• Hitch's life and phobias keep you "Spellbound"

  • By bookbug on 12-24-12

The definitive biography

Overall
5 out of 5 stars
Performance
3 out of 5 stars
Story
5 out of 5 stars

Reviewed: 08-29-18

Positives: This has been the classic Hitchcock biography for most of 30 years. It's frank and very specific about his salacious personal problems, as well as his personal traumas and behind the scenes conflicts, but it's credible. It contains a scholarly examination of his production practices and the thematic content of his films.

Negatives: The narrator is very low key, almost robotic. The author belabors some of his over-arching points.

  • Murder at Fenway Park

  • By: Troy Soos
  • Narrated by: Johnny Heller
  • Length: 7 hrs and 31 mins
  • Unabridged
  • Overall
    4 out of 5 stars 19
  • Performance
    4 out of 5 stars 17
  • Story
    4 out of 5 stars 17

Reporting for his first day as a Boston Red Sox player, Mickey Rawlings discovers a faceless body in the empty stadium. When police name him as their suspect, he knows he must clear his name or give up baseball and his freedom. But nameless foes are trying to silence him with warnings that become increasingly dangerous. A member of the Society for American Baseball Research, Troy Soos creates delightfully authentic ballplayers and places them in believable, colorful settings.

  • 4 out of 5 stars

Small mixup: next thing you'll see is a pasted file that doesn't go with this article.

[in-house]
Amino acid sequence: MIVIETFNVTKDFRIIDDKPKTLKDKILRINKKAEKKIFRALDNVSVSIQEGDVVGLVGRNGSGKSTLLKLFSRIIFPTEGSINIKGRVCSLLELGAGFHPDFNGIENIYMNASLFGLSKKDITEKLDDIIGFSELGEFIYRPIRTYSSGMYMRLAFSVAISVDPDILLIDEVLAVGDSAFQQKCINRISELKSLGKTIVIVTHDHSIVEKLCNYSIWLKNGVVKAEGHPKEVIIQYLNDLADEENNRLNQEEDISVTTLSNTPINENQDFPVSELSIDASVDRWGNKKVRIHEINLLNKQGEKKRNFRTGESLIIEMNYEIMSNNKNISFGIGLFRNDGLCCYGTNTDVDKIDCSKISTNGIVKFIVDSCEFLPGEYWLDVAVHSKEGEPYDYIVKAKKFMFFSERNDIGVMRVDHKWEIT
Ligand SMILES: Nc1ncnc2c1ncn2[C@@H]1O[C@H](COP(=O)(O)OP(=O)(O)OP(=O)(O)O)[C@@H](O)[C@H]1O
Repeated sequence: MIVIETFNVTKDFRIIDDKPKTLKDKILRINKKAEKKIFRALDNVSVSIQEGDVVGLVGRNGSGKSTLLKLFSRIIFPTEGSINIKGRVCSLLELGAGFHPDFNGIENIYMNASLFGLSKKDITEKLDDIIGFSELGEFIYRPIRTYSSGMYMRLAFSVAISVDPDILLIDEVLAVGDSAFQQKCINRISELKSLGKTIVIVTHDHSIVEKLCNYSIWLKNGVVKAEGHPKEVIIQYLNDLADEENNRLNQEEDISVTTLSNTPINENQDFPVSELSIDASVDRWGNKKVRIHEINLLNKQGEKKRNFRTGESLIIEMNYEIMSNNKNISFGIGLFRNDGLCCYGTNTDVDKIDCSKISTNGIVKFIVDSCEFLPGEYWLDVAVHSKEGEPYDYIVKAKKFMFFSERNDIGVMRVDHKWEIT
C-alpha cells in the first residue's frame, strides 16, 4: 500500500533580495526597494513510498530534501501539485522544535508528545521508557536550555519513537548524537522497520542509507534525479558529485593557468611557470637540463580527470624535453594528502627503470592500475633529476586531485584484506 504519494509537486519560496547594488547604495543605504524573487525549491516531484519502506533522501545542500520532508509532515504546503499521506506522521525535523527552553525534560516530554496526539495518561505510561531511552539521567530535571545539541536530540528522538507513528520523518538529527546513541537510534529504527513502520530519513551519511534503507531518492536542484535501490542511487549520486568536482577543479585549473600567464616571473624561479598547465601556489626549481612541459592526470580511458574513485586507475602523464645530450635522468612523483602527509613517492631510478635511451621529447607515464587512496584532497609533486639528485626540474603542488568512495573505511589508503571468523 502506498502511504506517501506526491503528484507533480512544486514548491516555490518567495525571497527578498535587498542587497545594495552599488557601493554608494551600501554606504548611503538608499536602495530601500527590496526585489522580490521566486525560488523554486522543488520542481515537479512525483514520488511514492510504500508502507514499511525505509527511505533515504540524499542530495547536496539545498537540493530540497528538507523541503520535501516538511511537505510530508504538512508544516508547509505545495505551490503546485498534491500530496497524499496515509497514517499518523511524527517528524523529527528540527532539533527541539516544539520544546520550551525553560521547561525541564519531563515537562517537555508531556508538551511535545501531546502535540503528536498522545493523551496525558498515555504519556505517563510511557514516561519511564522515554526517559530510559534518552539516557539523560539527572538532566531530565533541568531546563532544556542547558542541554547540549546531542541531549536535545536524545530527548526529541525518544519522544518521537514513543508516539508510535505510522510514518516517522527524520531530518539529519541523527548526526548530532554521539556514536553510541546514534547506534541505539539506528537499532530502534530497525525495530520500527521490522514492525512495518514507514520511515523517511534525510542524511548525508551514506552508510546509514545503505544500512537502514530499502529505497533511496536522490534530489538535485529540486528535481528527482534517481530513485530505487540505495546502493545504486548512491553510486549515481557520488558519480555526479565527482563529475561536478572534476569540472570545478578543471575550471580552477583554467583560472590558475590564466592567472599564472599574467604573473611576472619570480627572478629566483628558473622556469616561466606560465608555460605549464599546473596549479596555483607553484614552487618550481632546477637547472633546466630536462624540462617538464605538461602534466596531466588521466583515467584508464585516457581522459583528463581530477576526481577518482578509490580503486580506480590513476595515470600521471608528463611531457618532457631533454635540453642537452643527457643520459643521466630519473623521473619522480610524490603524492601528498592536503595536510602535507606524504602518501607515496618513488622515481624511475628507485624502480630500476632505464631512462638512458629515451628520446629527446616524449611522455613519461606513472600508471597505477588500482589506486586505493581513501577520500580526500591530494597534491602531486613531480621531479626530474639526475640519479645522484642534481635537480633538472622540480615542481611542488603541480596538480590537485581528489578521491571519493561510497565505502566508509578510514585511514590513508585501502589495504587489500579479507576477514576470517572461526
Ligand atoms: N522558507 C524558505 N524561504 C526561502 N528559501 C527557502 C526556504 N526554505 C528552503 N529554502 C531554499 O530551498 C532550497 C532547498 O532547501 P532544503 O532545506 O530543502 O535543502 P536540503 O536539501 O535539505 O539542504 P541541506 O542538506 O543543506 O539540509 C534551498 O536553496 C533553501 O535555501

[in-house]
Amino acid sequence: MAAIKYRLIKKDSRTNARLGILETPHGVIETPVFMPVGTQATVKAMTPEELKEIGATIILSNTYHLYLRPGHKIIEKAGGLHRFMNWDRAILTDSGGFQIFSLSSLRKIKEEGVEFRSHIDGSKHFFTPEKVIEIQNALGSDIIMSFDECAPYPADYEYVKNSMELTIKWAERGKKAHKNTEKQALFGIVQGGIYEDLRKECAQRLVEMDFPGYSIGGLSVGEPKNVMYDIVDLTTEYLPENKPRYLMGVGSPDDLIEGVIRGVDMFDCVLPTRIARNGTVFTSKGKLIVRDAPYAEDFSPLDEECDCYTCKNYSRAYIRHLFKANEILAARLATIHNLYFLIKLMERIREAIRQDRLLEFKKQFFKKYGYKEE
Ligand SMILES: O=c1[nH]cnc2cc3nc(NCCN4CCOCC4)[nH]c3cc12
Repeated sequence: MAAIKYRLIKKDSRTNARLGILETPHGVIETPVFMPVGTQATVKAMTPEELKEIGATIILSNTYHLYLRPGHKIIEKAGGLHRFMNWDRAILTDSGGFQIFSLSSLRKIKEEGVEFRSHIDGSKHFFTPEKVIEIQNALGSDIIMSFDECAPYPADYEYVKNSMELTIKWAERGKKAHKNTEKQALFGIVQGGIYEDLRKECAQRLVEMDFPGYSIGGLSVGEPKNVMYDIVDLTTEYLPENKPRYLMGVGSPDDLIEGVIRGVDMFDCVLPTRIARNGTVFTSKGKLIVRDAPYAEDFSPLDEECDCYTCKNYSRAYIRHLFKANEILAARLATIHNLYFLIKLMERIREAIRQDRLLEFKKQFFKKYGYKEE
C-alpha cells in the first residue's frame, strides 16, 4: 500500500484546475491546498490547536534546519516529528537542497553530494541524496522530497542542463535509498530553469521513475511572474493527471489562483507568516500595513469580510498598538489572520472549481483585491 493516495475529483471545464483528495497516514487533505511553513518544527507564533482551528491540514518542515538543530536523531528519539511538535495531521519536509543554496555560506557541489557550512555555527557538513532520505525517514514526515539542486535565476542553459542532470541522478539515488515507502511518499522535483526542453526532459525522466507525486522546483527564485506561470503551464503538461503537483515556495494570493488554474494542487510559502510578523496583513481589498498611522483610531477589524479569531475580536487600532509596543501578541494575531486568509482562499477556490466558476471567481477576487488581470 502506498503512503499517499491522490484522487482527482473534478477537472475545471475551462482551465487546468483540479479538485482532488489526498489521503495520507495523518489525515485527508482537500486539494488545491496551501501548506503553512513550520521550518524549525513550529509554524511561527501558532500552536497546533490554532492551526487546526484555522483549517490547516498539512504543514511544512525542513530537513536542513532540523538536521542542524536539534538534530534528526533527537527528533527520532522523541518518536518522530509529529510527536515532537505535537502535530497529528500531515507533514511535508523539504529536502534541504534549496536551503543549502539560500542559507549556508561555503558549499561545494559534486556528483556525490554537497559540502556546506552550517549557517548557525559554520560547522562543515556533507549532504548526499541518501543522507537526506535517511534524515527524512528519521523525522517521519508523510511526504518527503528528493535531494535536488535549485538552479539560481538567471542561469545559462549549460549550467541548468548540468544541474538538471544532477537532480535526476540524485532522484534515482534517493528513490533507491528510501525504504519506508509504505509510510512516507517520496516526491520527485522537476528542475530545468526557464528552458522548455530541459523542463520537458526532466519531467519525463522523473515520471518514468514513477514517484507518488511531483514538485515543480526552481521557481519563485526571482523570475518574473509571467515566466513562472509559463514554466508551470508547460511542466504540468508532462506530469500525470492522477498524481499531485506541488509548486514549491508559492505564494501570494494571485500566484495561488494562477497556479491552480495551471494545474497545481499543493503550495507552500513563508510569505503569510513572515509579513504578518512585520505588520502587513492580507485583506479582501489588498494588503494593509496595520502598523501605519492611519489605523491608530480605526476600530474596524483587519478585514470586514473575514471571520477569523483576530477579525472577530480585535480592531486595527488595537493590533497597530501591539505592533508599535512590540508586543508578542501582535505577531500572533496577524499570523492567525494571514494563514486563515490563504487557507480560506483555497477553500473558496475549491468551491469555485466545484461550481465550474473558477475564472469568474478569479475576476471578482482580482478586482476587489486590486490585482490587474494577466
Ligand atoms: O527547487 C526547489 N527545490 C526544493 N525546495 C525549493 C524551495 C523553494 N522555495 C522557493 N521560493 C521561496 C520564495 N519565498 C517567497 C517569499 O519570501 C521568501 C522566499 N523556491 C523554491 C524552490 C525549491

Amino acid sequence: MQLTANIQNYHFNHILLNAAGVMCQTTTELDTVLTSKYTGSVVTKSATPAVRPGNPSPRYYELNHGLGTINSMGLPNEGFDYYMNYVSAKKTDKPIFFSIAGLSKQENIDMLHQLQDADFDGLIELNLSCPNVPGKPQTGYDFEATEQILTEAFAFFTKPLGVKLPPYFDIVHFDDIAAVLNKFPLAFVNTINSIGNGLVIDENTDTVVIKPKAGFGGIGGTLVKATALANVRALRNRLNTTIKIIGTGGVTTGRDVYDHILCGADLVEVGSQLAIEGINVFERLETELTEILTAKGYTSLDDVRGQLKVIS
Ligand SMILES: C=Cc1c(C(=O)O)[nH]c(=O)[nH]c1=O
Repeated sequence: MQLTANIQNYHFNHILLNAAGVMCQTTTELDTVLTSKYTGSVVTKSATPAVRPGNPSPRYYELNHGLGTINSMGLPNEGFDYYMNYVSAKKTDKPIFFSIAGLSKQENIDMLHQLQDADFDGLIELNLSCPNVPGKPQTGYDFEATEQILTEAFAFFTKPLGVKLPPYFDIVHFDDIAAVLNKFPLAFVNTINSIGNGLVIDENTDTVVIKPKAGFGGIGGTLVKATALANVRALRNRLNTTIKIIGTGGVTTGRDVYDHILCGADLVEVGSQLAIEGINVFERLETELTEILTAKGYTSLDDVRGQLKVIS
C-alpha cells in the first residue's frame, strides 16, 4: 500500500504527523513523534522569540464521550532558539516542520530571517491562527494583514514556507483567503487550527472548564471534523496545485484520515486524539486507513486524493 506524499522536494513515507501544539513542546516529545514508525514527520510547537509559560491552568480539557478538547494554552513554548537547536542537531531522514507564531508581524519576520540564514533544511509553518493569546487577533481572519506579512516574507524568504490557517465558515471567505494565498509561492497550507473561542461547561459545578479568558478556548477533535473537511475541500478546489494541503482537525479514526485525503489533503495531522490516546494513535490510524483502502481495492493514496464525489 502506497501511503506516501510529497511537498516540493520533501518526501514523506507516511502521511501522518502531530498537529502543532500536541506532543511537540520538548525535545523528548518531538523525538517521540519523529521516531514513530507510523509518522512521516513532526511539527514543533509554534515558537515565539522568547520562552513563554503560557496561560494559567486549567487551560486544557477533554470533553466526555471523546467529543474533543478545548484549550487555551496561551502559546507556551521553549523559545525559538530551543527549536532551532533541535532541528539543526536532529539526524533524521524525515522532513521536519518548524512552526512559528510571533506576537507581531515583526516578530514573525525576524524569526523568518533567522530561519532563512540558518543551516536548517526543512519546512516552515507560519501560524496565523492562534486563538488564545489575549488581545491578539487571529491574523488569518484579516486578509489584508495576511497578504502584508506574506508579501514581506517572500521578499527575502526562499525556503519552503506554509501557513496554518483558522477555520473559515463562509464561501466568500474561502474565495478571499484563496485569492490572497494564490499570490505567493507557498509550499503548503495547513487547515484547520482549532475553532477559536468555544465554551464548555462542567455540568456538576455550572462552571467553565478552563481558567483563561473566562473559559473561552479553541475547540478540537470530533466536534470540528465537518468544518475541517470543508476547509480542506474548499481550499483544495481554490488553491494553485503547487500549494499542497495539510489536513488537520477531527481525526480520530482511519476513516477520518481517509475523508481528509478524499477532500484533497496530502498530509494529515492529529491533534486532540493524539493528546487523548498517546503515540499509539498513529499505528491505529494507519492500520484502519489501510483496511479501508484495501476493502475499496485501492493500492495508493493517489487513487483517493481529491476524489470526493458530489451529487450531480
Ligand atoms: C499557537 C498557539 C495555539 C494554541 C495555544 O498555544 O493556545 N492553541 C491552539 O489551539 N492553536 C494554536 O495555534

• Baseball mystery in 1912

  • By Byron on 06-06-14

A better baseball novel than a mystery

Overall
3 out of 5 stars
Performance
4 out of 5 stars
Story
3 out of 5 stars

Reviewed: 08-13-18

I was excited to read a novel about a player on the Red Sox in 1912 - one that touches a little bit on the world of the city during that time. And the baseball scenes were fun. But, the mystery was just okay and the romance wasn't very good. It was Soos' first novel, and he was able to check the basic boxes. He just hadn't developed his skill set very fully yet. The writing is simple, the characterization straight forward. I haven't read any later Soos books so I can't say whether he developed.

  • Bygone Badass Broads

  • 52 Forgotten Women Who Changed the World
  • By: Mackenzi Lee
  • Narrated by: Lucy James
  • Length: 4 hrs and 54 mins
  • Unabridged
  • Overall
    4.5 out of 5 stars 44
  • Performance
    4.5 out of 5 stars 41
  • Story
    4.5 out of 5 stars 41